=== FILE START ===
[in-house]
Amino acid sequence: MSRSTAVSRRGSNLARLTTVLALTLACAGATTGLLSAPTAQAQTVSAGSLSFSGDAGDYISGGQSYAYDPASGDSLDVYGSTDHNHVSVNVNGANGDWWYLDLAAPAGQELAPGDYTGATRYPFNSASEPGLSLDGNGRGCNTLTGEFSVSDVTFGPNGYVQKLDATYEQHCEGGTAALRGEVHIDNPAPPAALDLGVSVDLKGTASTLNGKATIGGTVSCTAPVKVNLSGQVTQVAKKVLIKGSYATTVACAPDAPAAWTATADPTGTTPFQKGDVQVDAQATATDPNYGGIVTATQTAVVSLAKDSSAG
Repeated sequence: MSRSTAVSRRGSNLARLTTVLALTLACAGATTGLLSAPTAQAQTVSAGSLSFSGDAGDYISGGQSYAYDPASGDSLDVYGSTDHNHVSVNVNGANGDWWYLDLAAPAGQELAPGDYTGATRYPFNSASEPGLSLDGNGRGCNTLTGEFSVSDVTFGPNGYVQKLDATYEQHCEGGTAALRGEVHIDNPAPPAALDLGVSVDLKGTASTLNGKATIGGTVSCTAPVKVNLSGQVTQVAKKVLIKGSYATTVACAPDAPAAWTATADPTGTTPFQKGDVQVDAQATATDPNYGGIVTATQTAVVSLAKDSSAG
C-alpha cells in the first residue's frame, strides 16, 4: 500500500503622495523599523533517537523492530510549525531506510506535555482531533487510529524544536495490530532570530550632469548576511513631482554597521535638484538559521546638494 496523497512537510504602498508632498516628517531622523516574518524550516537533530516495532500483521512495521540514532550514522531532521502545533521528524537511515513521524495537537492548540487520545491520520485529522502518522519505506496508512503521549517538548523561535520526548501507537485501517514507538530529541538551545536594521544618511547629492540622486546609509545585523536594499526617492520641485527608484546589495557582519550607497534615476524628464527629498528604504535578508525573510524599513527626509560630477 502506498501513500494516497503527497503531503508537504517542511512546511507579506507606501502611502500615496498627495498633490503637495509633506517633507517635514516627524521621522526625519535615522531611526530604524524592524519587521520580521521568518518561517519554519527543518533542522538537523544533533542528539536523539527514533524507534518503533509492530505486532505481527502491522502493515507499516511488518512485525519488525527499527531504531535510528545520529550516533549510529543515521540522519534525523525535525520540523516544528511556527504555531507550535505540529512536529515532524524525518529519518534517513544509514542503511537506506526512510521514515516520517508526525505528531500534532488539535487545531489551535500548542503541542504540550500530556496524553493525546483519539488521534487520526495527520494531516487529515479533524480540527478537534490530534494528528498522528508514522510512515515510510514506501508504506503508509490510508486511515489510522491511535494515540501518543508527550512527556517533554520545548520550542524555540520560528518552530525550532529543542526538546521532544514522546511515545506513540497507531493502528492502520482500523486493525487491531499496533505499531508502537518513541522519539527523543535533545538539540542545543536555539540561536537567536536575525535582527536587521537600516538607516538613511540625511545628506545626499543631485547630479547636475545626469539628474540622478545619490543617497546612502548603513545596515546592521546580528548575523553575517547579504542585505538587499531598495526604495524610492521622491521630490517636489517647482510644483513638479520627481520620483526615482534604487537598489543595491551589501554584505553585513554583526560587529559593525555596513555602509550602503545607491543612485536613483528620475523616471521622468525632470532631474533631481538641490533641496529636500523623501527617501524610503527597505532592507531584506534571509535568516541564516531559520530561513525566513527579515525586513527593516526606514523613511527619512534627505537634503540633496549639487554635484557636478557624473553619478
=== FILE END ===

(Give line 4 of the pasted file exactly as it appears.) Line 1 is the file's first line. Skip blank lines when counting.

C-alpha cells in the first residue's frame, strides 16, 4: 500500500503622495523599523533517537523492530510549525531506510506535555482531533487510529524544536495490530532570530550632469548576511513631482554597521535638484538559521546638494 496523497512537510504602498508632498516628517531622523516574518524550516537533530516495532500483521512495521540514532550514522531532521502545533521528524537511515513521524495537537492548540487520545491520520485529522502518522519505506496508512503521549517538548523561535520526548501507537485501517514507538530529541538551545536594521544618511547629492540622486546609509545585523536594499526617492520641485527608484546589495557582519550607497534615476524628464527629498528604504535578508525573510524599513527626509560630477 502506498501513500494516497503527497503531503508537504517542511512546511507579506507606501502611502500615496498627495498633490503637495509633506517633507517635514516627524521621522526625519535615522531611526530604524524592524519587521520580521521568518518561517519554519527543518533542522538537523544533533542528539536523539527514533524507534518503533509492530505486532505481527502491522502493515507499516511488518512485525519488525527499527531504531535510528545520529550516533549510529543515521540522519534525523525535525520540523516544528511556527504555531507550535505540529512536529515532524524525518529519518534517513544509514542503511537506506526512510521514515516520517508526525505528531500534532488539535487545531489551535500548542503541542504540550500530556496524553493525546483519539488521534487520526495527520494531516487529515479533524480540527478537534490530534494528528498522528508514522510512515515510510514506501508504506503508509490510508486511515489510522491511535494515540501518543508527550512527556517533554520545548520550542524555540520560528518552530525550532529543542526538546521532544514522546511515545506513540497507531493502528492502520482500523486493525487491531499496533505499531508502537518513541522519539527523543535533545538539540542545543536555539540561536537567536536575525535582527536587521537600516538607516538613511540625511545628506545626499543631485547630479547636475545626469539628474540622478545619490543617497546612502548603513545596515546592521546580528548575523553575517547579504542585505538587499531598495526604495524610492521622491521630490517636489517647482510644483513638479520627481520620483526615482534604487537598489543595491551589501554584505553585513554583526560587529559593525555596513555602509550602503545607491543612485536613483528620475523616471521622468525632470532631474533631481538641490533641496529636500523623501527617501524610503527597505532592507531584506534571509535568516541564516531559520530561513525566513527579515525586513527593516526606514523613511527619512534627505537634503540633496549639487554635484557636478557624473553619478